- Make it clear that the views expressed in the blog do not necessarily represent the views of the employer.
- Respect the company’s confidentiality and proprietary information.
- Ask your manager if you have any questions about what is appropriate to include in the blog.
- Be respectful to the company, employees, customers, partners, and competitors. Criticise but be balanced, give opportunity for feedback, and be justifiable.
- Observe company requests that topics not be discussed for confidentiality or legal compliance reasons.
- Ensure that your blogging activity does not interfere with your work commitments or employee relations.
- Tell the truth and write with balance and accuracy. Acknowledge and correct mistakes promptly. Acknowledge conflicts of interest.
- Keep records of original posts and indicate where a message has been edited or summarized.
- Be prepared to delete inappropriate posts and spam or off-topic material.
- Reply to e-mails and comments promptly and be prepared to explain how complaints are being dealt with.
- Don’t steal copyright material. Link to online references and original source materials directly.
- Keep private issues private and don’t jeopardise the company’s working relationships.
- Source: Nick Lockett, DL Legal
Here’s a very interesting essay derived from the author’s book “Hackers & Painters” that describes how to start a startup company the right way. The author Paul Graham describes some very common mistakes that many startup companies do, and tells the readers how to avoid those pitfalls.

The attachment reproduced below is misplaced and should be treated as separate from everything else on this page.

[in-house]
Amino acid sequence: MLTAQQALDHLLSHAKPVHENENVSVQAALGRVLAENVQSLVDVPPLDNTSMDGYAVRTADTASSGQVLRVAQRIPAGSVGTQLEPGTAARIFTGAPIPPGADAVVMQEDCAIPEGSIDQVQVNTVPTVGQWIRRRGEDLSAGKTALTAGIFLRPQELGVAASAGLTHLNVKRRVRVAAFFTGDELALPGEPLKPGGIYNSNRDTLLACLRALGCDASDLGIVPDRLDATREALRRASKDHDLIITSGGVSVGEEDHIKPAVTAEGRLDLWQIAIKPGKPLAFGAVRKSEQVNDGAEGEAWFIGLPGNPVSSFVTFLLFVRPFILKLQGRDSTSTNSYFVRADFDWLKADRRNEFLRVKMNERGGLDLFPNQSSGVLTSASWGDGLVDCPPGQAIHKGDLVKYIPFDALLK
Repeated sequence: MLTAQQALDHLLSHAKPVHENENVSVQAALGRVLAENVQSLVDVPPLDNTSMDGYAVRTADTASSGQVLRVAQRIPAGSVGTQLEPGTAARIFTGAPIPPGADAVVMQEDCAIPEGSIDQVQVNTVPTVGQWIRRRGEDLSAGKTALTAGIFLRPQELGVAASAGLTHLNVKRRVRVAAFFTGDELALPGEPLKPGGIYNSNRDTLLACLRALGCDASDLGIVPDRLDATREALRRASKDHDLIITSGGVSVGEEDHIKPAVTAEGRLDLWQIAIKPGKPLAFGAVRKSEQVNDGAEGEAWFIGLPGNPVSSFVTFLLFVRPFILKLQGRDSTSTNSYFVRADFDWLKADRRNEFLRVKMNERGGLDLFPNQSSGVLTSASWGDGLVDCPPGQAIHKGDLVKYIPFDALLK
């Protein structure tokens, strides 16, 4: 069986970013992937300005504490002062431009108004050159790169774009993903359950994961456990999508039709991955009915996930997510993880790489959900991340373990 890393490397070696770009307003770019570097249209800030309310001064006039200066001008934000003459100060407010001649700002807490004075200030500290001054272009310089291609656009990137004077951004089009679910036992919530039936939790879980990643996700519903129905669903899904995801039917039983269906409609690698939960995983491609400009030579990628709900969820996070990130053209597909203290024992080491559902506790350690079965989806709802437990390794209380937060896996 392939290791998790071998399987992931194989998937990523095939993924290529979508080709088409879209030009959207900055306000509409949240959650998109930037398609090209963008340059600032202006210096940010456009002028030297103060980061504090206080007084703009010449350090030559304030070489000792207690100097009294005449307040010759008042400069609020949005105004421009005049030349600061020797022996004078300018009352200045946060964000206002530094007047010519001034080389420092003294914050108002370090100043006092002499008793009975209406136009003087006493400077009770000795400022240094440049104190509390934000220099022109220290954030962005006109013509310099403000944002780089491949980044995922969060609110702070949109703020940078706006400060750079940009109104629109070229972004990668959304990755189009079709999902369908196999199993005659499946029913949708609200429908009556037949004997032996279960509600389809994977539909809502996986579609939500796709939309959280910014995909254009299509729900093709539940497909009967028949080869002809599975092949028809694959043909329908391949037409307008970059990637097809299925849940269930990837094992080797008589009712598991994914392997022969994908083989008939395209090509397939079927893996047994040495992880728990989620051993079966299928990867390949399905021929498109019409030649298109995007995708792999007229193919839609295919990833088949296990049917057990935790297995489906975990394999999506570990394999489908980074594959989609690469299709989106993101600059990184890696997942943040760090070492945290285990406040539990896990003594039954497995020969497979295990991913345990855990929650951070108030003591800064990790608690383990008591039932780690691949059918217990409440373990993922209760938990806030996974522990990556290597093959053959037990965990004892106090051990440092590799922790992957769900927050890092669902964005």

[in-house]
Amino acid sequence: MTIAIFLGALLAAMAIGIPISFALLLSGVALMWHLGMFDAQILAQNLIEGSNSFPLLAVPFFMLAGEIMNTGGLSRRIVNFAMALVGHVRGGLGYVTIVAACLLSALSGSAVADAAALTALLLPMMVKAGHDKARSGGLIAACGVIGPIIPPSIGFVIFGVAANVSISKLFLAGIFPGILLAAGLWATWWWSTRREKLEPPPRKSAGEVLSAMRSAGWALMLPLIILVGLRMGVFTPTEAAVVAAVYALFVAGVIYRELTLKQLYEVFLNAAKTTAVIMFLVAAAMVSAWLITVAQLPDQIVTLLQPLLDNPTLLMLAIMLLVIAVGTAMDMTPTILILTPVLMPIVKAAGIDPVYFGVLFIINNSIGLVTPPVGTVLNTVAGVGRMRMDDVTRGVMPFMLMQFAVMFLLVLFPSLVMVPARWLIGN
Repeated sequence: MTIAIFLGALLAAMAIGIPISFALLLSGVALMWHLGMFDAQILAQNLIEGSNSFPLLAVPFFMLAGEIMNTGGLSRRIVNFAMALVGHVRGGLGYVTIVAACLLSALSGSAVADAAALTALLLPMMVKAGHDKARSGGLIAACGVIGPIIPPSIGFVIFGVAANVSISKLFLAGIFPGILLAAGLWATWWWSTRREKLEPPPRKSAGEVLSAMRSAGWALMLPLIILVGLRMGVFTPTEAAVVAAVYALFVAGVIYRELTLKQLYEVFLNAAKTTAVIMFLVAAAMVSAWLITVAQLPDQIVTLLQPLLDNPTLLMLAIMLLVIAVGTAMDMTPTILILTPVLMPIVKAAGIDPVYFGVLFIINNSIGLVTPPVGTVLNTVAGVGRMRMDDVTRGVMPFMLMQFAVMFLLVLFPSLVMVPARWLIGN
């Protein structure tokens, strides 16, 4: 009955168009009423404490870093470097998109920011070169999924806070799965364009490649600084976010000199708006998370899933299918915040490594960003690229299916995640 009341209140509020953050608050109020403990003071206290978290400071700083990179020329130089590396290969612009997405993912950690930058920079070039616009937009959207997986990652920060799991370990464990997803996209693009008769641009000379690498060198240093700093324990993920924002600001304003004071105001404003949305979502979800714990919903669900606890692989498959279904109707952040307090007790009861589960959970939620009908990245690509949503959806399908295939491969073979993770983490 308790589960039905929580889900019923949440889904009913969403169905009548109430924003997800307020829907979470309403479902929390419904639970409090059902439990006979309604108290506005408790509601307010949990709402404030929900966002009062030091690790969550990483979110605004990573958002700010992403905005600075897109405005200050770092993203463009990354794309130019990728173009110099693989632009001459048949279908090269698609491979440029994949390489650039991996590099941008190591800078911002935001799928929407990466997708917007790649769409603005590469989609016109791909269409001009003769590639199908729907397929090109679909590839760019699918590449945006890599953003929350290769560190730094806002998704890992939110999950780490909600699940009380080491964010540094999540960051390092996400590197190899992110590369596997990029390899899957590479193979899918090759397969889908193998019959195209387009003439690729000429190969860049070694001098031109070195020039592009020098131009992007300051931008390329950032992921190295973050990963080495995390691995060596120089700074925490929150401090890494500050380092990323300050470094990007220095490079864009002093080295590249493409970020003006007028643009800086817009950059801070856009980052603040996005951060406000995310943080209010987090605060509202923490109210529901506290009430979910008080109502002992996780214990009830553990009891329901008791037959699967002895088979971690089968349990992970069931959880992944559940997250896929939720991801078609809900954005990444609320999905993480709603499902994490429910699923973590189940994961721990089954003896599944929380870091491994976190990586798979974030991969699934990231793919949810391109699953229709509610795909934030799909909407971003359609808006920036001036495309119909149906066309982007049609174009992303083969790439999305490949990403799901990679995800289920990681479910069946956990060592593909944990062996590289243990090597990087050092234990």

You need three things to create a successful startup: to start with good people, to make something customers actually want, and to spend as little money as possible. Most startups that fail do it because they fail at one of these. A startup that does all three will probably succeed.
My last day at work was March 3rd, 2005. I’ve been having a mini-vacation since then. 🙂 It has been quite interesting seeing how many employers have been knocking at my door. I’ve had to say no to some already. I guess I can afford to be a little picky.
As far as keeping busy during that time, I’ve been picking up skills in PHP and the whole L.A.M.P. open source development architecture. Even IBM seems interested in supporting it by partnering with Zend (the PHP optimization company). On February 25, 2005, IBM announced an agreement with Zend Technologies to develop the industry’s first integrated solution designed to help developers build and deploy applications and services based on the popular PHP Web language. You may be curious why I chose to learn PHP and MySQL. I do have a special project under tight wraps that I am hoping to release in the next couple months (all using L.A.M.P). I will be partnering with my close colleague Jason Bagorio and his company BizwareTech to release a special version of his current website PlaceAdz.com. Anyway, I can’t really say too much, so look for it in the upcoming months.